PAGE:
Rethinking Medical Ethics: A View From Below
Campos, Nicole Gastineau
Developing World Bioethics 2004 May; 4(1): 17-41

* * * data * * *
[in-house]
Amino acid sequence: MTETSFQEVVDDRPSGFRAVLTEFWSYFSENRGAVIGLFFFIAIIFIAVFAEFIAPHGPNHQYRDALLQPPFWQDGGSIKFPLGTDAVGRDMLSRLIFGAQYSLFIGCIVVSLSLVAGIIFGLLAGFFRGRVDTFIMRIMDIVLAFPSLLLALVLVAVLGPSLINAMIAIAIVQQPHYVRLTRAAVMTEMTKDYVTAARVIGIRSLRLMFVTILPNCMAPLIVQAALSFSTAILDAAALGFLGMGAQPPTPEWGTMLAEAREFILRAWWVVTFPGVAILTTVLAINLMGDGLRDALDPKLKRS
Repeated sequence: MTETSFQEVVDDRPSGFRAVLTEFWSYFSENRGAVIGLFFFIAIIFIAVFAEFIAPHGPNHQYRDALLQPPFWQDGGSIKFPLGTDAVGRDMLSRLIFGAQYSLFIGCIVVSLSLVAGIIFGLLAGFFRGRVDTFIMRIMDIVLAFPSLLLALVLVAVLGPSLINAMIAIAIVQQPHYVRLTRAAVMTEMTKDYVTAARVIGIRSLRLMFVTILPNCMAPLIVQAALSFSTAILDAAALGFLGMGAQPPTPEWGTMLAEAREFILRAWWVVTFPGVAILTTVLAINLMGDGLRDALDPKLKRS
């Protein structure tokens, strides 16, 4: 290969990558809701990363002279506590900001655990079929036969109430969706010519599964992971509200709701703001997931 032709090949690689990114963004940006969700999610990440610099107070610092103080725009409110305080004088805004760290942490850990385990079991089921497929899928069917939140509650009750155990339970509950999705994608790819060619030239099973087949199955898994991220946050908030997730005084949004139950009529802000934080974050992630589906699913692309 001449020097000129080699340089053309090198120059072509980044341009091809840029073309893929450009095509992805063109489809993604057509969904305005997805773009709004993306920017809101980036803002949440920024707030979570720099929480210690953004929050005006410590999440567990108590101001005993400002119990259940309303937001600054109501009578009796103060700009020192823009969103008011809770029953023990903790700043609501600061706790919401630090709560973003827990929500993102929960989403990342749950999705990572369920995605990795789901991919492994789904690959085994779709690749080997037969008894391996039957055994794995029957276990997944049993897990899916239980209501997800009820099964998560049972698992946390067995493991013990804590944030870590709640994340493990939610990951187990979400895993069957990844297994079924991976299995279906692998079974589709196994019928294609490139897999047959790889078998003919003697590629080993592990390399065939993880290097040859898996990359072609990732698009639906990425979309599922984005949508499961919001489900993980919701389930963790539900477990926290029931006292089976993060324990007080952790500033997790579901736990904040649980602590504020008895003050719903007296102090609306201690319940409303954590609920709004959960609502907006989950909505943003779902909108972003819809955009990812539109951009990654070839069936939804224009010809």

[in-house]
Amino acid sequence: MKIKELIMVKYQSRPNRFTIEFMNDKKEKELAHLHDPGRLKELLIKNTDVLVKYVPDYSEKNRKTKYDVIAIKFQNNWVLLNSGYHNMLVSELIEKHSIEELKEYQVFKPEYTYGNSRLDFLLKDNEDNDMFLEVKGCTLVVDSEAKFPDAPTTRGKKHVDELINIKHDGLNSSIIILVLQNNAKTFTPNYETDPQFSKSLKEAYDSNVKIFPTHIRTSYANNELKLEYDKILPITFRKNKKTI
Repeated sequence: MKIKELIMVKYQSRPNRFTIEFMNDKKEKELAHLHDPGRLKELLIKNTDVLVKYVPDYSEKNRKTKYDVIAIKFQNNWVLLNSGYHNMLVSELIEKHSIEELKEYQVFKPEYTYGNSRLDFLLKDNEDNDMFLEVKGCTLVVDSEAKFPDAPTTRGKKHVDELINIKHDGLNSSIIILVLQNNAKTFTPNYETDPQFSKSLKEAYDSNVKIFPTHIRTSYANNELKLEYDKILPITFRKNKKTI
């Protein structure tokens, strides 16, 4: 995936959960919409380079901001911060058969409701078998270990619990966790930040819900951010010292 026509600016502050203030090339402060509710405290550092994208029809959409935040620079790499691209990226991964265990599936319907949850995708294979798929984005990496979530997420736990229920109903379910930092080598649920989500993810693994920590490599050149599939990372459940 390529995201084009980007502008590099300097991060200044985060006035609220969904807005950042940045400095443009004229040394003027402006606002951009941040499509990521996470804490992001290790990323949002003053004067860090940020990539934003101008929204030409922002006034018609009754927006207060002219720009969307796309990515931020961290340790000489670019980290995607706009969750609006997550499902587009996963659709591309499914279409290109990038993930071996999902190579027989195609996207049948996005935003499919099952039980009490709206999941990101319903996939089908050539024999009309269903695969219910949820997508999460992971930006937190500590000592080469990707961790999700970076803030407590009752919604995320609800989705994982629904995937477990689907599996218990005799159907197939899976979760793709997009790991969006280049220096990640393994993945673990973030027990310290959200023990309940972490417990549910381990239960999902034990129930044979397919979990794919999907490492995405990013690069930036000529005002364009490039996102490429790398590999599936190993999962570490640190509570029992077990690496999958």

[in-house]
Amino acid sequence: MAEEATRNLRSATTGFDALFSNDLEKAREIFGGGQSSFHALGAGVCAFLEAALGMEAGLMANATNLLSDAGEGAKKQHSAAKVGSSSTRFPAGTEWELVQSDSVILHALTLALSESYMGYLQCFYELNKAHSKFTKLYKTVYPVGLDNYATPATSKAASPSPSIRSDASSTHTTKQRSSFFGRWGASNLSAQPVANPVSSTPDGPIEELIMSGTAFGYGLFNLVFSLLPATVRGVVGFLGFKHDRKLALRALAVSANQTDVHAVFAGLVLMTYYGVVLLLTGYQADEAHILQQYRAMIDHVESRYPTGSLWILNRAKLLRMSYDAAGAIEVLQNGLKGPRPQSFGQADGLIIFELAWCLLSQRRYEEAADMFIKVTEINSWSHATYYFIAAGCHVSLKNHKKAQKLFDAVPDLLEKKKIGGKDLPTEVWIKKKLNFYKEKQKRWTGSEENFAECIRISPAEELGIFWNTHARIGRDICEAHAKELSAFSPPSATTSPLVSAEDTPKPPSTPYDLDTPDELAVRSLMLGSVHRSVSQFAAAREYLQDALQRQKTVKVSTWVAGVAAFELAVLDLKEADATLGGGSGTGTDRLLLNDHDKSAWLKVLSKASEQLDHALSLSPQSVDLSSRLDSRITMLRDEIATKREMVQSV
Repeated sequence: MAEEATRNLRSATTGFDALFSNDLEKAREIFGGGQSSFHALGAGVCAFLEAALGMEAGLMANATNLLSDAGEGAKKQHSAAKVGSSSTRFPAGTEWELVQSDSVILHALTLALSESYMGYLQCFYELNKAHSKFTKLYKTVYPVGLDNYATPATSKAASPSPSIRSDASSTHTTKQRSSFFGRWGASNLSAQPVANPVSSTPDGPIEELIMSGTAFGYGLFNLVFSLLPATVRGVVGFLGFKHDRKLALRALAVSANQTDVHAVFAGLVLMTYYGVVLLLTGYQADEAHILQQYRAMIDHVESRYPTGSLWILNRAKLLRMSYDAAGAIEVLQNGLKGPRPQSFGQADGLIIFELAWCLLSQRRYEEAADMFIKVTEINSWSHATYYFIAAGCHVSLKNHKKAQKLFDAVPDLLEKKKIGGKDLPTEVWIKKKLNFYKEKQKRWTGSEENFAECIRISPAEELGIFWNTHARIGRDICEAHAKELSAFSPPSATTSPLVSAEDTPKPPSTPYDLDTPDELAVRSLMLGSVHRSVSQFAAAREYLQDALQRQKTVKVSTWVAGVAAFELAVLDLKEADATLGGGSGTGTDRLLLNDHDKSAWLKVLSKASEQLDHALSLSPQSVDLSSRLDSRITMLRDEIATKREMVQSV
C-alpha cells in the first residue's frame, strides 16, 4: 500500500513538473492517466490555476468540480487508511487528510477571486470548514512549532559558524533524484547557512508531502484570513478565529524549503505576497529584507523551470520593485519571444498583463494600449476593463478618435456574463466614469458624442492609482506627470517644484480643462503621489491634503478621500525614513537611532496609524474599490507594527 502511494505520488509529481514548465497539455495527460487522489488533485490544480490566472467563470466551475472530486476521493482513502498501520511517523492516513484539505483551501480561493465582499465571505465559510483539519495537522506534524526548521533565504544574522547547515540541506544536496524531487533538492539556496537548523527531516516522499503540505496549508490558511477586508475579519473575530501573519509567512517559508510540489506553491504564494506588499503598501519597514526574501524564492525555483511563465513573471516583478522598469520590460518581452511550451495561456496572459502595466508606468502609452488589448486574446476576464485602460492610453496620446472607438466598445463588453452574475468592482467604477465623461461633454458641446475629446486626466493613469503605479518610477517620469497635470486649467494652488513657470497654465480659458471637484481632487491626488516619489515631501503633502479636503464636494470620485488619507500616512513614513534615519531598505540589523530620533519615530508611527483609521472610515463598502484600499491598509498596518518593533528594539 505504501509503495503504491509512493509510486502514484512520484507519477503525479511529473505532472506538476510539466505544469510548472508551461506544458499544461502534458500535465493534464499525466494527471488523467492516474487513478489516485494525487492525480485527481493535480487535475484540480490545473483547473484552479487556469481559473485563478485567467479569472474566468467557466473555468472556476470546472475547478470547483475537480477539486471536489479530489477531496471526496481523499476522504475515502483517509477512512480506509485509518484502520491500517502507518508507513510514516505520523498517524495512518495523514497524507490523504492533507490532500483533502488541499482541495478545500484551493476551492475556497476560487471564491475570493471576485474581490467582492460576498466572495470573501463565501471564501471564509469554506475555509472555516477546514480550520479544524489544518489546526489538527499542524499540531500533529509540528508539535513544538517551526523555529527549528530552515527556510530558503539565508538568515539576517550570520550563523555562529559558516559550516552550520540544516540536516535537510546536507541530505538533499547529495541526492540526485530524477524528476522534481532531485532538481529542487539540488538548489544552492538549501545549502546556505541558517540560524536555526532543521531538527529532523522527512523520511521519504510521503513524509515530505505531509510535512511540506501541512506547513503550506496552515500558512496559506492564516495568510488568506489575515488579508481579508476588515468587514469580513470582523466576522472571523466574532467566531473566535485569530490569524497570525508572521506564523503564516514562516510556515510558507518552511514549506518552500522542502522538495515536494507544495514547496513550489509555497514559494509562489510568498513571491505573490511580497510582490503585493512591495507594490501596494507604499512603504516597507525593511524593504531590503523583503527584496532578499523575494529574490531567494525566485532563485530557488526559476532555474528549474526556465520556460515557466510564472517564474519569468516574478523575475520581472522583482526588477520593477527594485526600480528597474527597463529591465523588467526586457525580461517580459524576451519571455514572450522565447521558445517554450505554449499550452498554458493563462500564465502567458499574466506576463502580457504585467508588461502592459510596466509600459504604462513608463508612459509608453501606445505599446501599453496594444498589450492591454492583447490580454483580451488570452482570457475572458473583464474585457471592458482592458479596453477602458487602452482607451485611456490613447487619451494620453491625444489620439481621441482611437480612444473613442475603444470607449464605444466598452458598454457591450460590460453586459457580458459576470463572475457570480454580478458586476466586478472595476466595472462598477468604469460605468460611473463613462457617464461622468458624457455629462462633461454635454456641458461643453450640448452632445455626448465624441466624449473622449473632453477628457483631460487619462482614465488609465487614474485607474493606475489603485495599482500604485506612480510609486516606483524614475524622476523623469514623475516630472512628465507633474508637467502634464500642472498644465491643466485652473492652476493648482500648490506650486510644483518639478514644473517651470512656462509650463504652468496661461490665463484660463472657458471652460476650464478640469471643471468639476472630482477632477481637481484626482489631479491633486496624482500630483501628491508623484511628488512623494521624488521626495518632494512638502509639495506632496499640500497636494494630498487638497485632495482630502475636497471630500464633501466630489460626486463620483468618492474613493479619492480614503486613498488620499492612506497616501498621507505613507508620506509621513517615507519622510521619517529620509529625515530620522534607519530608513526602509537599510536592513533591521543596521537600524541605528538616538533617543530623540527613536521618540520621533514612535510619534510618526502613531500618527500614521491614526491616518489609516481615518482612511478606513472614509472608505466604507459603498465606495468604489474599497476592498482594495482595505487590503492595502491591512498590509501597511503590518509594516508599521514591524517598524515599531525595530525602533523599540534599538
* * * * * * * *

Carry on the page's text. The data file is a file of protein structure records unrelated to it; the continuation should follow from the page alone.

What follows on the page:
In this paper, we argue that lack of access to the fruits of modern medicine and the science that informs it is an important and neglected topic within bioethics and medical ethics. This is especially clear to those working in what are now termed `resource- poor settings'- to those working, in plain language, among populations living in dire poverty. We draw on our experience with infectious diseases in some of the poorest communities in the world to interrogate the central imperatives of bioethics and medical ethics. AIDS, tuberculosis, and malaria are the three leading infectious killers of adults in the world today. Because each disease is treatable with already available therapies, the lack of access to medical care is widely perceived in heavily disease- burdened areas as constituting an ethical and moral dilemma. In settings in which research on these diseases are conducted but there is little in the way of therapy, there is much talk of first world diagnostics and third world therapeutics. Here we call for the `resocialising' of ethics. To resocialise medical ethics will involve using the socialising disciplines to contextualise fully ethical dilemmas in settings of poverty and, a related gambit, the systematic participation of the destitute sick. Clinical research across steep gradients also needs to be linked with the interventions that are demanded by the poor and otherwise marginalised. We conclude that medical ethics must grapple more persistently with the growing problem posed by the yawning `outcome gap' between rich and poor.
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